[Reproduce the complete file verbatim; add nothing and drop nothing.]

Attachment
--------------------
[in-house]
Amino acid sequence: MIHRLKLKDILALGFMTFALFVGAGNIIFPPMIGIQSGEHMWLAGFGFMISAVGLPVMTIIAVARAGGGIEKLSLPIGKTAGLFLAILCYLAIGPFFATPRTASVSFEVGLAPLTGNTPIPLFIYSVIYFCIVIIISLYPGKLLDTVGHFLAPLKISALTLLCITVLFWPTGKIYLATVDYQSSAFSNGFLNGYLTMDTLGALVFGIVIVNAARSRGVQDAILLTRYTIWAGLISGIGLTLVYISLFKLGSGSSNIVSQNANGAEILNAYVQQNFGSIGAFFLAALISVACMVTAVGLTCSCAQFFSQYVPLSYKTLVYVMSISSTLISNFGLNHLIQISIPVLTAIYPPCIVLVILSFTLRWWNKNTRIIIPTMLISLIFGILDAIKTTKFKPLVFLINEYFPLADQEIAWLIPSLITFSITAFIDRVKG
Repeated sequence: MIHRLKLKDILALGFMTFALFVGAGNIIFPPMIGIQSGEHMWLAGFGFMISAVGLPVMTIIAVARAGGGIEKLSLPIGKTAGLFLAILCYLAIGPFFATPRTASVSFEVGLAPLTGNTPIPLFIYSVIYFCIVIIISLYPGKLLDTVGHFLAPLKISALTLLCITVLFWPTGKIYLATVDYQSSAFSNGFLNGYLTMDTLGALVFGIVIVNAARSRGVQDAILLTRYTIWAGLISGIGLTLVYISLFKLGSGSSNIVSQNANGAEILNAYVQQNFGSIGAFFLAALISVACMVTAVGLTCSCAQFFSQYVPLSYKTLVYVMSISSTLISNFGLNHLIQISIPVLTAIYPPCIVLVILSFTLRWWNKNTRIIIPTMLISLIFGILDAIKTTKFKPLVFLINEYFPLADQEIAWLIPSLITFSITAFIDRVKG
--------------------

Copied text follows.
[in-house]
Amino acid sequence: MIHRLKLKDILALGFMTFALFVGAGNIIFPPMIGIQSGEHMWLAGFGFMISAVGLPVMTIIAVARAGGGIEKLSLPIGKTAGLFLAILCYLAIGPFFATPRTASVSFEVGLAPLTGNTPIPLFIYSVIYFCIVIIISLYPGKLLDTVGHFLAPLKISALTLLCITVLFWPTGKIYLATVDYQSSAFSNGFLNGYLTMDTLGALVFGIVIVNAARSRGVQDAILLTRYTIWAGLISGIGLTLVYISLFKLGSGSSNIVSQNANGAEILNAYVQQNFGSIGAFFLAALISVACMVTAVGLTCSCAQFFSQYVPLSYKTLVYVMSISSTLISNFGLNHLIQISIPVLTAIYPPCIVLVILSFTLRWWNKNTRIIIPTMLISLIFGILDAIKTTKFKPLVFLINEYFPLADQEIAWLIPSLITFSITAFIDRVKG
Repeated sequence: MIHRLKLKDILALGFMTFALFVGAGNIIFPPMIGIQSGEHMWLAGFGFMISAVGLPVMTIIAVARAGGGIEKLSLPIGKTAGLFLAILCYLAIGPFFATPRTASVSFEVGLAPLTGNTPIPLFIYSVIYFCIVIIISLYPGKLLDTVGHFLAPLKISALTLLCITVLFWPTGKIYLATVDYQSSAFSNGFLNGYLTMDTLGALVFGIVIVNAARSRGVQDAILLTRYTIWAGLISGIGLTLVYISLFKLGSGSSNIVSQNANGAEILNAYVQQNFGSIGAFFLAALISVACMVTAVGLTCSCAQFFSQYVPLSYKTLVYVMSISSTLISNFGLNHLIQISIPVLTAIYPPCIVLVILSFTLRWWNKNTRIIIPTMLISLIFGILDAIKTTKFKPLVFLINEYFPLADQEIAWLIPSLITFSITAFIDRVKG